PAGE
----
All official software development projects of the DotGNU meta-project use the GNU General Public License (GNU GPL). For Libraries which are intended to be linked with third-party programs that may not have a GPL-compatible license, as a special exception such linking is allowed.
If you create a derivative work of pnetlib or any library which is licensed as "GPL plus linking exception", then it is up to you whether want the linking exception to carry over to your derivative work. If you leave the exception in the text, then it applies to your version.
No. A GPL'd program can use any kind of webservice regardless of how the webservice software is licensed, and GPL'd webservice software can be used by any program regardless of that program's license.
It is probably not possible to construct a Free Software license (which operates through copyright law) which would have this effect.
Using GPL plus linking exception has several advantages. One is that this makes it more convenient to reuse parts of the code (possibly with modification) in GPL-licensed files.
Also, you can exclude native methods from the linking exception. This is done in the license on the C# library, "pnetlib", which is distributed under these terms:
The source code for the library is distributed under the terms of the GNU General Public License, with the following exception: if you link this library against your own program, then you do not need to release the source code for that program. However, any changes that you make to the library itself, or to any native methods upon which the library relies, must be re-distributed in accordance with the terms of the GPL.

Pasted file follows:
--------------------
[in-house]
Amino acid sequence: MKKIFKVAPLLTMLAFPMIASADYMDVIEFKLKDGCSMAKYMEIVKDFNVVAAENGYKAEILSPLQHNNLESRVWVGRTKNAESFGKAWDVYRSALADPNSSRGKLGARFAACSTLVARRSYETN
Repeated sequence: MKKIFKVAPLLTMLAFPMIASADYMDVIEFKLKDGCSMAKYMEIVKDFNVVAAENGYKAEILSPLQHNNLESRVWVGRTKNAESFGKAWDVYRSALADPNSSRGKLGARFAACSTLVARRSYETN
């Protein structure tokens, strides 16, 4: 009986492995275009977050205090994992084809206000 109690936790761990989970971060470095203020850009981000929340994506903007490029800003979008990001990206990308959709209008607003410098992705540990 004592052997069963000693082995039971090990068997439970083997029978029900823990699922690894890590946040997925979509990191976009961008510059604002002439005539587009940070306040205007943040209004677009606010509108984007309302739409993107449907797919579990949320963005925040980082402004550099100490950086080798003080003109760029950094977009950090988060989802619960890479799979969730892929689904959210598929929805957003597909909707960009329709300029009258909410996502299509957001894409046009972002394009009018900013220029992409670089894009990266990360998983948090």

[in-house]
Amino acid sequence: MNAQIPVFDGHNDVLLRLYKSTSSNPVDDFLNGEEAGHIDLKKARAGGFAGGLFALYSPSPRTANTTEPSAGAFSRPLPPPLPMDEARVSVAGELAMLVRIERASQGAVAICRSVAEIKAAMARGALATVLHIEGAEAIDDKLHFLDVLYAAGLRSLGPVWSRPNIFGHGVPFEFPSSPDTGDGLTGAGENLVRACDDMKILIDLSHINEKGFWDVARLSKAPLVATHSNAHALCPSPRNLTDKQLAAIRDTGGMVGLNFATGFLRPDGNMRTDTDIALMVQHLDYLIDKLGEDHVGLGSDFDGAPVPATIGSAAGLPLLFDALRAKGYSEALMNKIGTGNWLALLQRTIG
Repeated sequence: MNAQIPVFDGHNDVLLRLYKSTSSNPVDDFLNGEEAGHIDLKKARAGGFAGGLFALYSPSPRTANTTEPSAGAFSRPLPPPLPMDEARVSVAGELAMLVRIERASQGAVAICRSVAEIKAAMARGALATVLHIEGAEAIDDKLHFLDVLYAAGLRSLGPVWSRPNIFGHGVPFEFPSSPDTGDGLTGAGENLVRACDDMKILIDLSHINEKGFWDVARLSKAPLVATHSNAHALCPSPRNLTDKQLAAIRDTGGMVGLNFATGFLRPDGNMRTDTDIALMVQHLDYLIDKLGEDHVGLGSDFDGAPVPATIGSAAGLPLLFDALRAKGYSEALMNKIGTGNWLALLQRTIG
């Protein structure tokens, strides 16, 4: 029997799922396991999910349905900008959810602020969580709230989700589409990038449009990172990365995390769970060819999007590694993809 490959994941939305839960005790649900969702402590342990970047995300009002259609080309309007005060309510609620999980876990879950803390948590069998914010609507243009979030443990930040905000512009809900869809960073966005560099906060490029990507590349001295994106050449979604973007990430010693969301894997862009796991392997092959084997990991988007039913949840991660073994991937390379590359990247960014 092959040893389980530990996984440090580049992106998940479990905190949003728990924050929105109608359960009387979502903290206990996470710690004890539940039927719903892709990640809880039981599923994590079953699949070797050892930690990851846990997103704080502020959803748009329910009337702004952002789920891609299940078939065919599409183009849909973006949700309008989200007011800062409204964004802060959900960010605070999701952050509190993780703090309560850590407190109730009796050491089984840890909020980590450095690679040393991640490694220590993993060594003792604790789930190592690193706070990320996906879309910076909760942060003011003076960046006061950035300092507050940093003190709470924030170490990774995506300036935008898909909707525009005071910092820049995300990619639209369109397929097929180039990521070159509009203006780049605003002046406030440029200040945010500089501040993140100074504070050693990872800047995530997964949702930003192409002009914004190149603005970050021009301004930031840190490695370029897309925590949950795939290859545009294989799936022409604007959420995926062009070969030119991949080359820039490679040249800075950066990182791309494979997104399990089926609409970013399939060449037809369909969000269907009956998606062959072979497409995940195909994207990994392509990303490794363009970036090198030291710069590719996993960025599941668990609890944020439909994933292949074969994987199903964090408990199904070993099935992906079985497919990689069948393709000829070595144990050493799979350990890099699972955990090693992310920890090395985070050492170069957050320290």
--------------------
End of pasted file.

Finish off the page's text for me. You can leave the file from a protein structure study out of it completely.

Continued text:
We call this the "GPL plus linking exception", which is also used by the GNU Classpath project.
We aren't trying to restrict the use of the library by any kind of commercial entities. However, a proprietary software company could produce their own proprietary runtime engine that has "enhanced" native method support of some kind. Under the terms of the LGPL, they would be obligated to release the declaration of the native method in the C# system library. For example:
extern int enhanced_method(string arg1, int arg2);
But would they be obligated to release the source code to the native method's implementation under the terms of the LGPL? Because it is in a separate program (their runtime engine), it isn't strictly part of the library. The result would be a C# library that is useless without their proprietary native method implementation. This state of affairs is undesirable.
Under the terms of the GPL, we can require that the source code to native methods must also be available, or the library modification is disallowed.
This is why we have decided to use the GPL with the linking exception described above.
[Aside: by "native method" we mean any method that is implemented in something other than IL bytecode. This includes PInvoke functions and "internalcall" methods, among others.]